• Inhibits optimization (in principle) - does not allow changes in the order of evaluation of expressions and prevents other significant types of optimizations.

  • In practice, this option rarely makes a difference at the –O3 level and can even improve performance.

  • No equivalent on the Crays.

8


Qarch processor specific instructions l.jpg
-qarch: Processor Specific Instructions

  • -qarch=pwr3: Produces code with machine instructions specific to the POWER3 processor that can improve performance on it.

  • Codes compiled with -qarch=pwr3 may not run on other types of POWER or POWERPC processors.

  • The default at the –O2 and –O3 levels is -qarch=com which produces code that will run on any POWER or POWERPC processor.

  • Default for –O4 and –O5 is –qarch=auto(=pwr3) on seaborg.

  • When porting codes from other IBM systems to seaborg, make sure that the –qarch option is either pwr3 or auto.

9


Qtune processor specific tuning l.jpg
-qtune: Processor Specific Tuning

  • -qtune=pwr3: Produces code tuned for the best possible performance on a POWER3 processor.

  • Does instruction selection, scheduling and pipelining to take advantage of the processor architecture and cache sizes.

  • Codes compiled with -qtune=pwr3 will run on other POWER and POWERPC processors, but their performance might be much worse than it would be without this option specified.

  • Default is for no specific processor tuning at the –O2 and –O3 levels, and for tuning for the processor on which it is compiled at the –O4 and –O5 levels.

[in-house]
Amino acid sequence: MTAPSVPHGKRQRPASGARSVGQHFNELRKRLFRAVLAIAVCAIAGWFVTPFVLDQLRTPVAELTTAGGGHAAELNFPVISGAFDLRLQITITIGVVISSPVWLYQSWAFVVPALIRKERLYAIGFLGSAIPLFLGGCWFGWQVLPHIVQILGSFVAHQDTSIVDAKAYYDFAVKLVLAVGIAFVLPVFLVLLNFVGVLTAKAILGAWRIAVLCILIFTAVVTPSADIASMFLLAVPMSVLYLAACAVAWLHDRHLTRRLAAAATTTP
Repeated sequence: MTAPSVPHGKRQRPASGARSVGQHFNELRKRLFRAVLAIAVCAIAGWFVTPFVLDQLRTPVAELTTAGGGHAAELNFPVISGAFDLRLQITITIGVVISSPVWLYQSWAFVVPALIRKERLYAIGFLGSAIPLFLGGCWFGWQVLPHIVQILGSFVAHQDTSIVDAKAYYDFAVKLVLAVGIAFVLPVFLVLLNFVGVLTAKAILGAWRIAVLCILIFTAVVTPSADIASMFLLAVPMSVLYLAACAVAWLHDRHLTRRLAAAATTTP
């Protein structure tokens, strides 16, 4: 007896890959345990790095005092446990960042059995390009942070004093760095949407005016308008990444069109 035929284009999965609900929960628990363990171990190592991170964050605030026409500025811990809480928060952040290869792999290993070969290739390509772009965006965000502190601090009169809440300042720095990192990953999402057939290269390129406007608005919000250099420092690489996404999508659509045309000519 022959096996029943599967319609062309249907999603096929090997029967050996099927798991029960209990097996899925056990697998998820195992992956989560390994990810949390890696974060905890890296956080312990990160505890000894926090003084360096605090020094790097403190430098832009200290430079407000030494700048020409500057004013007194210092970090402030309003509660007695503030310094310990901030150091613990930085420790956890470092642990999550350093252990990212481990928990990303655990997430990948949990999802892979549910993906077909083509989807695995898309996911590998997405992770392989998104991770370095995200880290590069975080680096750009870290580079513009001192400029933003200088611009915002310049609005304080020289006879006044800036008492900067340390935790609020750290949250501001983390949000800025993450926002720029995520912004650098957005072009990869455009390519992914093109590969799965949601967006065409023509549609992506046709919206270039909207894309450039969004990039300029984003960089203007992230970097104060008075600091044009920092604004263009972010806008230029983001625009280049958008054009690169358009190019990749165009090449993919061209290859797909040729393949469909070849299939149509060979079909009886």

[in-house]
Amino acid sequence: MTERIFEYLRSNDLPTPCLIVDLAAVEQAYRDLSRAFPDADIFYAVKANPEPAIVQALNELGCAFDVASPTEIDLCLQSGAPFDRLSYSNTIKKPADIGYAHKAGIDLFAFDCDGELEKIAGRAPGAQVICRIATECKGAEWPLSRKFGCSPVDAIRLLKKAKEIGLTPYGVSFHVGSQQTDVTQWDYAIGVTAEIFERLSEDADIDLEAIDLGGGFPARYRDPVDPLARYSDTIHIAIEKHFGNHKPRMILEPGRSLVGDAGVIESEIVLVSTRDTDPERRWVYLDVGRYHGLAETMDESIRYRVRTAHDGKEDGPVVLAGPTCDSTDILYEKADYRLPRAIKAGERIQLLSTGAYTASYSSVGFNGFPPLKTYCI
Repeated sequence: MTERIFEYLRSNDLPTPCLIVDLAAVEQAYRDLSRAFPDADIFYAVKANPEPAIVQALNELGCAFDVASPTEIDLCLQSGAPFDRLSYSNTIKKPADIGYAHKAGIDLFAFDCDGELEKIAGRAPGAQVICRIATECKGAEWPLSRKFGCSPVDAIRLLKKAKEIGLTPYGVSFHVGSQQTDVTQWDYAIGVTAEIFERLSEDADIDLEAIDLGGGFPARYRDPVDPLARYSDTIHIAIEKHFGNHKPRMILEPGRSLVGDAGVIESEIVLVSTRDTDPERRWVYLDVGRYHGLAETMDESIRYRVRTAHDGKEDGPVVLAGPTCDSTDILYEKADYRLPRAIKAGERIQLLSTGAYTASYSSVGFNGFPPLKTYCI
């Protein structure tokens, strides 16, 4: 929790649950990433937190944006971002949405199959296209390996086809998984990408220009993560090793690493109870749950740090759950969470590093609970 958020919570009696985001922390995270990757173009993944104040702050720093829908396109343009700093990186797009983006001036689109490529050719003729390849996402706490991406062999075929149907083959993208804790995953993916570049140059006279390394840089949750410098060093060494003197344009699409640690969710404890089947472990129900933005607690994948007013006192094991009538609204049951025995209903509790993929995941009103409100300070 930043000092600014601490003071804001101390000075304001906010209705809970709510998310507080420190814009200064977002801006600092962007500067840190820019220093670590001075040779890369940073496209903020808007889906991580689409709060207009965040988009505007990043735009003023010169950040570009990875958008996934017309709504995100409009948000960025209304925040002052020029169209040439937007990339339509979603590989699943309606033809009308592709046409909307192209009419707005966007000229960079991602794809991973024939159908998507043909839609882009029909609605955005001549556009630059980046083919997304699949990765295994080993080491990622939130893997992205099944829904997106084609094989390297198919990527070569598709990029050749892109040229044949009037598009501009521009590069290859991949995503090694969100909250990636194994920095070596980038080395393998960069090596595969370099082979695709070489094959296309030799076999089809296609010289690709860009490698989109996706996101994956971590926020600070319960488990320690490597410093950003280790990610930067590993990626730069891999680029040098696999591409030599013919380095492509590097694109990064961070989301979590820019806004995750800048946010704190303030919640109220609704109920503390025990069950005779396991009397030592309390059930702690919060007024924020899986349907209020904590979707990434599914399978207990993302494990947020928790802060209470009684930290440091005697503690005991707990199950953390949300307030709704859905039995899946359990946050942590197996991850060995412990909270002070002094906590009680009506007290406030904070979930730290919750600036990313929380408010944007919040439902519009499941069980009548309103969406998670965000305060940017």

10


Qhot loop specific optimizations l.jpg
-qhot: Loop Specific Optimizations

  • Now works with C/C++ as well as Fortran.

  • Loop specific optimizations: padding to minimize cache misses, "vectorizing" functions like sqrt, loop unrolling, etc.

  • Works best on loop dominated routines, if the compiler has some information about loop bounds and array dimensions.

  • Operates by transforming source code: -qreport=hotlist produces a (somewhat cryptic) listing file of the loop transformations done when -qhot is used.

  • Can double or triple compile time and may even slow code down at run time, but improves with each compiler release.

  • Included by default with –O4 or –O5 compiles.

11


Qipa interprocedural analysis l.jpg
-qipa: Interprocedural Analysis

  • Examines opportunities for optimization across procedural boundaries even if the procedures are in different source files.

  • Inlining - Replaces a procedure call with the procedure itself to eliminate call overhead.

  • Aliasing - Identifying different variables that refer to the same memory location to eliminate redundant loads and stores when a program's context changes.

  • Can significantly increase compile time.

  • Many suboptions (see man page).

  • 3 ipa numeric levels: -qipa=level=n.

12


Qipa level optimizations l.jpg
-qipa=level Optimizations

  • Determines the amount of interprocedural analysis done.

  • The higher the number the more analysis and optimization done.

  • -qipa=level=0: Minimal interprocedural analysis and optimization.

  • -qipa=level=1 or -qipa: Inlining and limited alias analysis. (-O4)

  • -qipa=level=2: Full interprocedural data flow and alias analysis. (-O5)

13


Essl library l.jpg
ESSL Library

  • Single most effective optimization: replace source code with calls to the highly optimized Engineering and Scientific Subroutine Library (ESSL) .

  • The ESSL library is specifically tuned for the POWER3 architecture and has many more optimizations than those that can be obtained with –qarch=pwr3 and –qtune=pwr3.